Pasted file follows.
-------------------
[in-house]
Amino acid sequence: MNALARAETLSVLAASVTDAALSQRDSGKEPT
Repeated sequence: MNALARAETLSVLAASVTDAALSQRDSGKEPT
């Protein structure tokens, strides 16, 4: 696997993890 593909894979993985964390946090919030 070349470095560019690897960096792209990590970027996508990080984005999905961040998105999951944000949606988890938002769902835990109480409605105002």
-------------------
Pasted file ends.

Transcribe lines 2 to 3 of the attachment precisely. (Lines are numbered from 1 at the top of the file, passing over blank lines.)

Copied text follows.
Amino acid sequence: MNALARAETLSVLAASVTDAALSQRDSGKEPT
Repeated sequence: MNALARAETLSVLAASVTDAALSQRDSGKEPT